FCC moves to streamline satellite application rules

Apple’s Emergency SOS feature on the iPhone 14 played a critical role in the dramatic rescue of five people trapped in a white van during fires in Maui last month – and that’s exactly the type of space-based innovation the FCC is looking to foster.

FCC Chairwoman Jessica Rosenworcel recounted those August 8 events in her prepared comments before the commission voted to adopt new rules designed to expedite the processing of satellite applications.


"It is important to remember that if we do this right, we are unlocking advances that have the power to make us safer in crisis and stronger in day-to-day life," she said.   

The amount of interest in pursuing satellites and space-based technologies is jaw-dropping. Right now, the agency has applications for more than 56,000 satellites pending before it, which is twice the number of applications the FCC had just four years ago, she said.

Earlier this year, the FCC launched the Space Bureau to support U.S. leadership in the space economy and improve coordination with other agencies. The agency is exploring how to support greater direct satellite-to-smartphone communication and bring its spectrum policies into a single network future. 

The agency also is taking public comment on proposals to further improve its processing of space and earth station applications.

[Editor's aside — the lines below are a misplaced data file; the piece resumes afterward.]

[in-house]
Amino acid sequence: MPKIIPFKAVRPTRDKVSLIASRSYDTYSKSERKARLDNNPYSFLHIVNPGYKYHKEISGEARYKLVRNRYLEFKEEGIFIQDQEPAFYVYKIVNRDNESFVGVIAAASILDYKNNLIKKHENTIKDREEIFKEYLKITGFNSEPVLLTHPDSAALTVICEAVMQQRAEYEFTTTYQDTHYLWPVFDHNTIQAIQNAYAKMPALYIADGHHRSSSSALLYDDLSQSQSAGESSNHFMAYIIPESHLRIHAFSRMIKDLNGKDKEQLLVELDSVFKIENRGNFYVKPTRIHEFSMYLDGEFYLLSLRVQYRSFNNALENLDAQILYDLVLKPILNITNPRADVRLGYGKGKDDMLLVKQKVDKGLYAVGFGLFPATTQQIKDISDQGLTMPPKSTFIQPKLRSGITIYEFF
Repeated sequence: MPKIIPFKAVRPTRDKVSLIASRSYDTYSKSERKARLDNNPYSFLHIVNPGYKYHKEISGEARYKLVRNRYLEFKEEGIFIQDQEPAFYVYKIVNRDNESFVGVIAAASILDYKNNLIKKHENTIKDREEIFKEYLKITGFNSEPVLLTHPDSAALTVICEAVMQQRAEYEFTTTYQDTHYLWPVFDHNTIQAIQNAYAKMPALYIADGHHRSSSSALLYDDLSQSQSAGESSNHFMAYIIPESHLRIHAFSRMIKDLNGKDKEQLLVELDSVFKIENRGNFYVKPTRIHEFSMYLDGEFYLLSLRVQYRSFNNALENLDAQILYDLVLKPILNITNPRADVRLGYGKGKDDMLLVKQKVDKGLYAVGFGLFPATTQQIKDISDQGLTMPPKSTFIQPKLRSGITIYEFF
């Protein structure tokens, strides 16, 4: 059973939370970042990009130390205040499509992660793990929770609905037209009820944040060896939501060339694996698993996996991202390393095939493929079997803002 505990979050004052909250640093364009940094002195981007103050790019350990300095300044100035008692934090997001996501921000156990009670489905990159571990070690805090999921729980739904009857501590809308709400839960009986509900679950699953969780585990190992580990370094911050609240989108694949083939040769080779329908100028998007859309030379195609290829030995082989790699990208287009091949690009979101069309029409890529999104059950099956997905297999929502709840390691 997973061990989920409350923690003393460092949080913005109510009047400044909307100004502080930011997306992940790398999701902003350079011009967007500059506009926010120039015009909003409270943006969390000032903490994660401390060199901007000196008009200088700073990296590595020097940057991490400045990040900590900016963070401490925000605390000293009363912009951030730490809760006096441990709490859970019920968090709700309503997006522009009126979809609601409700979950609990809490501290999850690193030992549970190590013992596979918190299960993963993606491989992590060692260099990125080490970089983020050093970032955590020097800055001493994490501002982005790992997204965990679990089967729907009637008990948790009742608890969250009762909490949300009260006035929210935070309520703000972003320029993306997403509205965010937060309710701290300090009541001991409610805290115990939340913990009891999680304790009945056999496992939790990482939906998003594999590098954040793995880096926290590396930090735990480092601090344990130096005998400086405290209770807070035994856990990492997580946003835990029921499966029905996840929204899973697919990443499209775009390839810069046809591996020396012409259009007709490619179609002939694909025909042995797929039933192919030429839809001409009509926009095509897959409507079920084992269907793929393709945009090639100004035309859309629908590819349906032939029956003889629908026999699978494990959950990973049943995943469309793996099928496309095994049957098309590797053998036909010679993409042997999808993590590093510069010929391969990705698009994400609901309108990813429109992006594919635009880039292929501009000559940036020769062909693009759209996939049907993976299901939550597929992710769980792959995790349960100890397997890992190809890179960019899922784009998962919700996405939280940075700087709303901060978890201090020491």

“Our goal is to make it easier for new companies to get the authorizations they need to enter the market,” she said.

Industry reaction

The Satellite Industry Association (SIA) applauded the FCC for adopting the new rules. Separately, the FCC also adopted new rules to ensure commercial space launches have the spectrum resources they require for reliable communications.

“SIA applauds the FCC and its leadership for continuing to recognize the unprecedented growth and innovation taking place in the commercial space industry and the critical role satellites are playing in providing vital and lifesaving services to Americans each and every day,” said SIA President Tom Stroup in a statement.

Interestingly, ahead of Thursday’s vote, SpaceX commended the FCC for moving to streamline its space station and earth station application rules and processes, but it urged the agency to do more. For example, it wanted to see the commission establish “meaningful overall shot clocks for space station and earth station applications,” according to a September 13 filing with the FCC.

Seven of nine applications in the 2020 Ka-band processing round remain pending, and all applications in the 2021 V-band processing round remain pending, according to SpaceX. Meanwhile, new applications for these spectrum bands have already been filed.

This “boxcar pile-up” is resulting in cascading harms throughout the industry, including for some smaller operators that are having a harder time raising funds, not because their business models are lacking but because of investor uncertainty about how long it will take for their license applications to be approved, SpaceX asserted.

More to come

The FCC today said it will seek further comment about establishing timeframes or shot clocks for action on the merits of applications.

Notably, Commissioner Nathan Simington thanked the chairwoman and commissioners for their willingness to include specific questions in the Further Notice of Proposed Rulemaking about that very topic.

“A strong proposal for shot clocks and streamlined rules that provide certainty to industry are vital to ensuring that we do not mire a budding industry in regulatory sludge that encourages anticompetitive gamesmanship,” Simington said, adding that he looks forward to working with his colleagues to execute shot clocks and take any other steps to change the rules to reflect the “current realities of the satellite industry.”